It’s taken me quite a long time to get my hands on my first Cambridge. The ever-genial Dave from Retonthenet has known for a little while that I collect vintage tech, and approached me via Twitter saying that there was one for sale. The price was absolutely right and was in my possession in a very short space of time (the packaging was superb and would have easily protected a much-less-fragile item than this).
The Cambridge was introduced by Sinclair Radionics in August 1973. In those days you could probably buy it from Boots, Lasky’s and Timothy Whites, as well as directly from Sinclair in Cambridge. It came as a kit or pre-assembled. There were seven models in the range: there was the original four-function Cambridge, Cambridge Scientific, Cambridge Memory, two Cambridge Memory %’s, Cambridge Scientific Programmable and Cambridge Universal.
The Cambridge followed on from the Executive, Sinclair’s very first calculator in 1972. a major factor in the success of the Cambridge was its low price – £32.95 assembled or £27.45 as a kit (which was basically a case and a plastic bag full of resistors). It was still doing the rounds by the Summer of 1977, where the price had literally crashed to £8.95, a fifth of its original price. The manual that came with it was quite extensive. It weighs less than 3.5 ounces and measured 50 x 111 x 8mm. It ran on 4 AAA batteries. It was built using the cheapest components available to man, which a) kept the cost down and b) led to some real common failures. The switch contacts often failed, meaning you couldn’t turn the device off. The switch contacts were made of nickel coated in tin rather than gold, so an oxide layer would build up across the insulating barrier when the switch was repeatedly used.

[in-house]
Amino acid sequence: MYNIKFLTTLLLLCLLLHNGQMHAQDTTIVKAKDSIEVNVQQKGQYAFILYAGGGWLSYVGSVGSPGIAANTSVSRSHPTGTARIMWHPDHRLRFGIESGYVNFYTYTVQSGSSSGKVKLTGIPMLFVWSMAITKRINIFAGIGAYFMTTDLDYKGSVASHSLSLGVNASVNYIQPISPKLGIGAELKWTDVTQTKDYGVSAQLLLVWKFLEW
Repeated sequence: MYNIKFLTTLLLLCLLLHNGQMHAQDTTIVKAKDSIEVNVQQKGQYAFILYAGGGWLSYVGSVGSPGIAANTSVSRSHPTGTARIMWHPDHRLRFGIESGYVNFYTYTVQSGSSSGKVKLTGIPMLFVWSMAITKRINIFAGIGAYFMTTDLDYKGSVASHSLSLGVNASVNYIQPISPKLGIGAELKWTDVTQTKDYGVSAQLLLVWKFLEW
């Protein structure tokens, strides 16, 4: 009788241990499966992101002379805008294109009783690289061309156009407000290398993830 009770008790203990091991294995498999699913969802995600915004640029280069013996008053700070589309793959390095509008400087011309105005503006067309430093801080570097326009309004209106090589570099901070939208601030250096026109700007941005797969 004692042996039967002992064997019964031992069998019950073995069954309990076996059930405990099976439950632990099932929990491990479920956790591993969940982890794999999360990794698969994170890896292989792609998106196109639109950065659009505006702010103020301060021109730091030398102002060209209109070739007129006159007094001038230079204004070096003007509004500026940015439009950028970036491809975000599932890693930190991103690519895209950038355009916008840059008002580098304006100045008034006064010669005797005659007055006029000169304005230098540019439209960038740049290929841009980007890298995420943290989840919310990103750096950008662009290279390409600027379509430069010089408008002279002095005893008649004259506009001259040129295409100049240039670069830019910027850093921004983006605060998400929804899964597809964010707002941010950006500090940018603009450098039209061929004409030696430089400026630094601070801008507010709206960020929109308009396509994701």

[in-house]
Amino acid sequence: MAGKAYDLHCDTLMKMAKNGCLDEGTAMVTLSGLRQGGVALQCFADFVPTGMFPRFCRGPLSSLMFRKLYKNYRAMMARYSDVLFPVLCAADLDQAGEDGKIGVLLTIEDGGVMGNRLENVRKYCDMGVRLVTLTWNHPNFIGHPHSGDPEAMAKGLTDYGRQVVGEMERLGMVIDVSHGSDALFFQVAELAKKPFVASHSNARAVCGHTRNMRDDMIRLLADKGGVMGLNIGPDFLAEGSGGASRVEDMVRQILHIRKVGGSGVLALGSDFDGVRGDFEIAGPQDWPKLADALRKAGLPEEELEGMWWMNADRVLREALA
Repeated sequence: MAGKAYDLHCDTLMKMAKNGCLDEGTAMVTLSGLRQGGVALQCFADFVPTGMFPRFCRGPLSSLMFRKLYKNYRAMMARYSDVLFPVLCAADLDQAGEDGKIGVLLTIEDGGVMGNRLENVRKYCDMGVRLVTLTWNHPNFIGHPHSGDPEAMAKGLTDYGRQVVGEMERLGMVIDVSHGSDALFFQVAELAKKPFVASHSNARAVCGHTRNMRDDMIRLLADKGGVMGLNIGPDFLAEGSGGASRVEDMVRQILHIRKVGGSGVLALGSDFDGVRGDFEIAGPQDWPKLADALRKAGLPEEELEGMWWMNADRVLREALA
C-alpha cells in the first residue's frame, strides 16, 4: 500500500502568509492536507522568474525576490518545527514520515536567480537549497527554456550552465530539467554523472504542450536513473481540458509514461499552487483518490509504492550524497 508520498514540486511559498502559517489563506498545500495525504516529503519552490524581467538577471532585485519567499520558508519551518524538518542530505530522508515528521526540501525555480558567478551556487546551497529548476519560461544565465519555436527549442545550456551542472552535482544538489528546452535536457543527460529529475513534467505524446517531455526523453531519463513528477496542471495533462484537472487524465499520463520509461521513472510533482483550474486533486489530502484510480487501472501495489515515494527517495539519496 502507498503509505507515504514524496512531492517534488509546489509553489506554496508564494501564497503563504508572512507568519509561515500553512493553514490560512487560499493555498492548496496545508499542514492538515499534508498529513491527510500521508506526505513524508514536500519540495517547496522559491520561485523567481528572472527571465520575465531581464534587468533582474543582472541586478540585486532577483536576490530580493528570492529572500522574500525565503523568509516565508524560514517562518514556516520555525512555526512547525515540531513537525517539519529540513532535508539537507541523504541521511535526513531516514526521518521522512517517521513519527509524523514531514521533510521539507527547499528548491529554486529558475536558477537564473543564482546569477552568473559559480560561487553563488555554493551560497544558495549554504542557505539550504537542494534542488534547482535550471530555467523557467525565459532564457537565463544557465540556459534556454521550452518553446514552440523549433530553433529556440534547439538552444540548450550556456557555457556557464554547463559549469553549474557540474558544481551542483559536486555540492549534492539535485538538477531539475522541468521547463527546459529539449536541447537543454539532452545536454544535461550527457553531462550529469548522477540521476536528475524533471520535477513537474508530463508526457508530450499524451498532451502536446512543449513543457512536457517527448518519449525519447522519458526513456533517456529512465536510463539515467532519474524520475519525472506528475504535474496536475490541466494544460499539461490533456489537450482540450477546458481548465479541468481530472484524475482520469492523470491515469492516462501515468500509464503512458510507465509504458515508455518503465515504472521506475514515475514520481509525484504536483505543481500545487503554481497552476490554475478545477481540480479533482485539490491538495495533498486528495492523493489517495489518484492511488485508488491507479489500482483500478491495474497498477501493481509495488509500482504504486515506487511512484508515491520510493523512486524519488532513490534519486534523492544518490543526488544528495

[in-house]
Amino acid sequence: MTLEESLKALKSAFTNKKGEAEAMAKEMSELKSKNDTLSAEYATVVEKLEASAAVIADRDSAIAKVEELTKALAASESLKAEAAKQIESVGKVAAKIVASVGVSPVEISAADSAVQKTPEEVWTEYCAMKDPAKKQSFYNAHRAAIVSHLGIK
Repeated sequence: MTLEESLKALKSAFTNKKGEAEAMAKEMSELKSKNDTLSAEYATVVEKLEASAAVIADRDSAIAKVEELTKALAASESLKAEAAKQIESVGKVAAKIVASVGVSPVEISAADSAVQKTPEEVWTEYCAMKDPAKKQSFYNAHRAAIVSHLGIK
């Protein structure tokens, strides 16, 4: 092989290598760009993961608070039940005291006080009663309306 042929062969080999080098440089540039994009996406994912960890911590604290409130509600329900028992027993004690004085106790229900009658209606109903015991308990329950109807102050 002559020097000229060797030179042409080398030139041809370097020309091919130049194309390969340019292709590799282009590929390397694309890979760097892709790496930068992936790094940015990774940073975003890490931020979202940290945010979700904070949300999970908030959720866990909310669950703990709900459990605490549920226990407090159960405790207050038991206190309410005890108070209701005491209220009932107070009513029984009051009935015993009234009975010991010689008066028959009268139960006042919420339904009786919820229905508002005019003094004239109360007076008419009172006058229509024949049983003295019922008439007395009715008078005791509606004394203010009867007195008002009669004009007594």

The display was an eight-digit LED made by National Semiconductor with a five-digit mantissa and two-digit exponent. Later models required such a huge power draw that the four AAA’s were replaced by a 9v PP3, meaning the battery compartment was a lot bigger and required a different battery cover.
Battery compartment label says you should use Ever Ready or BEREC batteries. I always thought BEREC stood for ‘British Ever Ready Electrical Company’, so isn’t that the same thing? Note the Sinclair branded motherboard. Date code is probably obscured by the label. ‘Popular Science’ magazine, on page 69 of its January 1974 issue, branded the Cambridge the ‘Skinny Mini’.
My sincere thanks again to Dave and the chaps at Retonthenet – rest-assured I’ll be badgering them often to see what other beauties they have for sale. Meantime, I implore you to take a look at their great website, and hopefully you’ll be able to get your hands on some bargains, too. And tell them Steve sent you …